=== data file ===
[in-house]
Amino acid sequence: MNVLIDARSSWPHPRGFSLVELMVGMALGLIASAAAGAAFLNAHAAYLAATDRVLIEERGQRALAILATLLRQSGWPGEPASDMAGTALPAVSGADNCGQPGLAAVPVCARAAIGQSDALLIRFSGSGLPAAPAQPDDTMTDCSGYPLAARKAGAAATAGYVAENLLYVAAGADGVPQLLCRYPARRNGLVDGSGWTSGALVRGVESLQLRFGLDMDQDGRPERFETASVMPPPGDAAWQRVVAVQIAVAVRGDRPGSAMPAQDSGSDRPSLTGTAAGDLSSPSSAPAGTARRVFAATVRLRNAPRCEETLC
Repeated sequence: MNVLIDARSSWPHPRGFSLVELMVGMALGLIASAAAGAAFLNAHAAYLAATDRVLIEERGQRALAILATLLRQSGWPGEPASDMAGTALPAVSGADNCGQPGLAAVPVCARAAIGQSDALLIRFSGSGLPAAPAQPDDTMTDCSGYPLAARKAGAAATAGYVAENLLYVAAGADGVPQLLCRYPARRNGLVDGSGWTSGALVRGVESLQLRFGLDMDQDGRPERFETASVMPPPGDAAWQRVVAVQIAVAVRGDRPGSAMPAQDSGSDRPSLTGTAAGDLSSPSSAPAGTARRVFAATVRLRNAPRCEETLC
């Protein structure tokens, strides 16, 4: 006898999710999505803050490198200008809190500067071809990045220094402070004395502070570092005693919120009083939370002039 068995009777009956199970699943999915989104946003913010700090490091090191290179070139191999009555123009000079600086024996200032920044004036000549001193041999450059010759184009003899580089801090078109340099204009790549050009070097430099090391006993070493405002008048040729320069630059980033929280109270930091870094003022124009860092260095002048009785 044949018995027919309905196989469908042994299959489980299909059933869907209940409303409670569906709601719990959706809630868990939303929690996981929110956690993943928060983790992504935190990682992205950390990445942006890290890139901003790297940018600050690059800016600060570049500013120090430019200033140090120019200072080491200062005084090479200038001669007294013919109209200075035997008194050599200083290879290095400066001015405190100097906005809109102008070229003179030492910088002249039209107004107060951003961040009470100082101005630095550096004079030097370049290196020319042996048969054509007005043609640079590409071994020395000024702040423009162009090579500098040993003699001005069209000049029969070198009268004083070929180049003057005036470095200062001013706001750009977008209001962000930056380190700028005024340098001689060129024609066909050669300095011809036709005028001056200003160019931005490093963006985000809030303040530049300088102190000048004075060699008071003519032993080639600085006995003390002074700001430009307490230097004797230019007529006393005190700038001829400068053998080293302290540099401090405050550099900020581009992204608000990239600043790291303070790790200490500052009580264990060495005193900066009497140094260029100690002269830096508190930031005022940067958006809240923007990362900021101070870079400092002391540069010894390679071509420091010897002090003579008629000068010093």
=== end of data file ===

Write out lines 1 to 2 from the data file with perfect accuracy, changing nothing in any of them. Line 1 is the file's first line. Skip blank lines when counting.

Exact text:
[in-house]
Amino acid sequence: MNVLIDARSSWPHPRGFSLVELMVGMALGLIASAAAGAAFLNAHAAYLAATDRVLIEERGQRALAILATLLRQSGWPGEPASDMAGTALPAVSGADNCGQPGLAAVPVCARAAIGQSDALLIRFSGSGLPAAPAQPDDTMTDCSGYPLAARKAGAAATAGYVAENLLYVAAGADGVPQLLCRYPARRNGLVDGSGWTSGALVRGVESLQLRFGLDMDQDGRPERFETASVMPPPGDAAWQRVVAVQIAVAVRGDRPGSAMPAQDSGSDRPSLTGTAAGDLSSPSSAPAGTARRVFAATVRLRNAPRCEETLC